Iofin (b. 1959) arrived to San Francisco only in the early
1990's. He is accomplished as both colorist and draftsman.
Dream-visions that followed him from Petersburg to San
Francisco include the 1991-2 "Return
to Jerusalem", with its continuous urban landscape
that shifts between worlds of snow-covered trees and palm
trees, of suitcases and yellow stars, of angels and humans.
By then the artist had left the Old World behind and was
already reshaping himself within the new. Among the more
interesting of Iofins images that, while painted
in Russia, are relevant to this discussion which
began and ends with immigrant artists painting their way
into America is his water color and gouache "Portrait
of My Parents" (1983-4). Its subject circles
us back to the 1932 image by Raphael Soyer. Its style
connects us to one of the significant responses to Soviet
Socialist Realism by those wrestling themselves out of
its constraints: parodying it by carrying it to an extreme,
overwhelming the viewer with myriad carefully-wrought
details, each laden with symbolic significance.
And its content pushes us along that trajectory of uncertainty
as to how the world of which we are part fits together.
Iofin's war-hero father, chest covered with medals, holds
a letter from a Lithuanian writer known for daring
to write on the Holocaust in the early 1960's of Kruschev
who immigrated to Israel. Behind them, the winter
of 1943, and the blockade of Leningrad that killed so
many is balanced by the summer view of the small village
of Rogochev, Byelorus, from which Iofin's father came
and where the Nazis massacred so many Jews. Before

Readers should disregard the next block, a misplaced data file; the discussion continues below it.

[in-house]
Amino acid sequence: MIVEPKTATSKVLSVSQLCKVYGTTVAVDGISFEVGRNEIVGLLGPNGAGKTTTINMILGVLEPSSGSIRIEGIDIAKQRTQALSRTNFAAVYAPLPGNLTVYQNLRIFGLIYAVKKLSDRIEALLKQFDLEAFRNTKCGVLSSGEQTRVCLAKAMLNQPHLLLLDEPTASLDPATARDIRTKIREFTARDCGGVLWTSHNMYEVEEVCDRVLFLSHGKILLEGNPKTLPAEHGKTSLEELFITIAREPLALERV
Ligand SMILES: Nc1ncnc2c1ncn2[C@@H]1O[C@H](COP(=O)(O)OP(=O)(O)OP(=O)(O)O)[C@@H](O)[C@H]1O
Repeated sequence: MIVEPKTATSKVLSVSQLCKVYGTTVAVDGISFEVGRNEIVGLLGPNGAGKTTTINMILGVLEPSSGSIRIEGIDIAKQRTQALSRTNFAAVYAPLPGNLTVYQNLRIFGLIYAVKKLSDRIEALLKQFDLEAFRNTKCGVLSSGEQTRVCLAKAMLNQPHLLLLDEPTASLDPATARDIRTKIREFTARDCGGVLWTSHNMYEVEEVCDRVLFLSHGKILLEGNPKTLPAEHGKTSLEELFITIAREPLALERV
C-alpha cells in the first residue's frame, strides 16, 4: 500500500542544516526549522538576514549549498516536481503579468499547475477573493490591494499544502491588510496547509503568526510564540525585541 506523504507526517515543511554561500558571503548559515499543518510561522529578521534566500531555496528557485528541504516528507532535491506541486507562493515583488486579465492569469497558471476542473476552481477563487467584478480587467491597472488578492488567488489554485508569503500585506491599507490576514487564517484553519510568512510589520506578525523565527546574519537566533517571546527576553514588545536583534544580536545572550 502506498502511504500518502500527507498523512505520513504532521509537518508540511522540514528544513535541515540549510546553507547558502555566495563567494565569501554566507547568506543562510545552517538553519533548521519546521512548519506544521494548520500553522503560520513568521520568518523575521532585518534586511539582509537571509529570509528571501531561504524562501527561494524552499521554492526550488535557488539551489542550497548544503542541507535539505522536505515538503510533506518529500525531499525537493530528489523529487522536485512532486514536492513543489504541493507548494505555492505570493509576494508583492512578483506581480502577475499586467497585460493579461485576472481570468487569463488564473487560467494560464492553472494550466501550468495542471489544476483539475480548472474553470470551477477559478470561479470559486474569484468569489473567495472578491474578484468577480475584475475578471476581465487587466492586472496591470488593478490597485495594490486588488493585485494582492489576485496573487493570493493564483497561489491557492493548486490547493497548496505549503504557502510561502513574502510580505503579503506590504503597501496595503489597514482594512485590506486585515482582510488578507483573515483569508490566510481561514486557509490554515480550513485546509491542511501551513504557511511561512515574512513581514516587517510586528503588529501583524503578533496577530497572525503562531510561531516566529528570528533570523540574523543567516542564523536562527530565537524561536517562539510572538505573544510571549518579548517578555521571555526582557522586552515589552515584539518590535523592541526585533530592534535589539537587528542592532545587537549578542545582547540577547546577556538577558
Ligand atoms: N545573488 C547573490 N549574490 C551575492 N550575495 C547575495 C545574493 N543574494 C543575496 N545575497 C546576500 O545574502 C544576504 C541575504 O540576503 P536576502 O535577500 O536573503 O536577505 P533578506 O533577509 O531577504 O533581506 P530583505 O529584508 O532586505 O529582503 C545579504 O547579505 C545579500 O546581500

them the yellow star and the cross flank the apple of
Genesis: the combination of Jew and Christian has been
nothing less than continuously tragic in Russian history.
And if the chess piece and figurines and other objects,
and the old family photograph all bespeak the personal
aspect of that history, the large watch on his father's
wrist without hands or numbers reminds us that the issues
and questions without answers are timeless, or at least
as old as Judaism in a Christian world.
The question "whither, now, then?" pours out
of the canvas at the viewer. It is the question that accompanied
the artist to America and still clings to him, as it was
the question that accompanied Jewish immigrants from eastern
Europe a century ago. The question has metamorphosed over
the decades, and begotten other questions but there
are always questions. In looking back through this narrative,
the common denominator has been that of asking questions
about the world and the place of artists, Jews
and Jewish artists within it. Questioning is by no means
an exclusively Jewish art, but it is certainly one that
is repeatedly exhibited by Jews. And certainly it encompasses
the output of Jewish American painters in the twentieth
THE WORLD: JEWISH AMERICAN PAINTERS IN THE TWENTIETH CENTURY
Brandeis University Press 2002
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